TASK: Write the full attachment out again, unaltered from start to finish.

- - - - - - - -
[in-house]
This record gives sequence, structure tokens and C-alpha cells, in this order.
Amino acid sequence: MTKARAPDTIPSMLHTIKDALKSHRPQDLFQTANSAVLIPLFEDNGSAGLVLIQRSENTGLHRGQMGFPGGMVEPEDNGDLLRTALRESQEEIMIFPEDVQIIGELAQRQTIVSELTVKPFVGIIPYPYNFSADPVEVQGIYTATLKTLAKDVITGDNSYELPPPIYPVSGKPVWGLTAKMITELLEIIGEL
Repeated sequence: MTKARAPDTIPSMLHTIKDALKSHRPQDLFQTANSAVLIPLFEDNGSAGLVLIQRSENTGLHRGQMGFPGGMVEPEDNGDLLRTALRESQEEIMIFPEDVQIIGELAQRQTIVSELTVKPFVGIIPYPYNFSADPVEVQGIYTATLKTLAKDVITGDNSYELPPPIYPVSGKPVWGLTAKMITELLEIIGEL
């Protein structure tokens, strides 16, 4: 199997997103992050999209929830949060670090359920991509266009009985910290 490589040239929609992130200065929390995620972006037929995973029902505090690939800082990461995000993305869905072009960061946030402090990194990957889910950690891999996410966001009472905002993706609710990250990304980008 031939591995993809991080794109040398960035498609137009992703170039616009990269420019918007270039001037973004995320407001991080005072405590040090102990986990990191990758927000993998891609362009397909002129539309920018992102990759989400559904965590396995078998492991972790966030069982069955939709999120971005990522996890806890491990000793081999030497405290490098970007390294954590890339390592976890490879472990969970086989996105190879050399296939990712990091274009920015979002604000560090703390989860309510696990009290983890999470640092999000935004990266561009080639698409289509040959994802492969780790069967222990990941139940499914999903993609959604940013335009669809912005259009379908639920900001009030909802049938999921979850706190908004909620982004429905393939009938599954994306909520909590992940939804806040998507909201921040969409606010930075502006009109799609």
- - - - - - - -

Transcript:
[in-house]
This record gives sequence, structure tokens and C-alpha cells, in this order.
Amino acid sequence: MTKARAPDTIPSMLHTIKDALKSHRPQDLFQTANSAVLIPLFEDNGSAGLVLIQRSENTGLHRGQMGFPGGMVEPEDNGDLLRTALRESQEEIMIFPEDVQIIGELAQRQTIVSELTVKPFVGIIPYPYNFSADPVEVQGIYTATLKTLAKDVITGDNSYELPPPIYPVSGKPVWGLTAKMITELLEIIGEL
Repeated sequence: MTKARAPDTIPSMLHTIKDALKSHRPQDLFQTANSAVLIPLFEDNGSAGLVLIQRSENTGLHRGQMGFPGGMVEPEDNGDLLRTALRESQEEIMIFPEDVQIIGELAQRQTIVSELTVKPFVGIIPYPYNFSADPVEVQGIYTATLKTLAKDVITGDNSYELPPPIYPVSGKPVWGLTAKMITELLEIIGEL
């Protein structure tokens, strides 16, 4: 199997997103992050999209929830949060670090359920991509266009009985910290 490589040239929609992130200065929390995620972006037929995973029902505090690939800082990461995000993305869905072009960061946030402090990194990957889910950690891999996410966001009472905002993706609710990250990304980008 031939591995993809991080794109040398960035498609137009992703170039616009990269420019918007270039001037973004995320407001991080005072405590040090102990986990990191990758927000993998891609362009397909002129539309920018992102990759989400559904965590396995078998492991972790966030069982069955939709999120971005990522996890806890491990000793081999030497405290490098970007390294954590890339390592976890490879472990969970086989996105190879050399296939990712990091274009920015979002604000560090703390989860309510696990009290983890999470640092999000935004990266561009080639698409289509040959994802492969780790069967222990990941139940499914999903993609959604940013335009669809912005259009379908639920900001009030909802049938999921979850706190908004909620982004429905393939009938599954994306909520909590992940939804806040998507909201921040969409606010930075502006009109799609």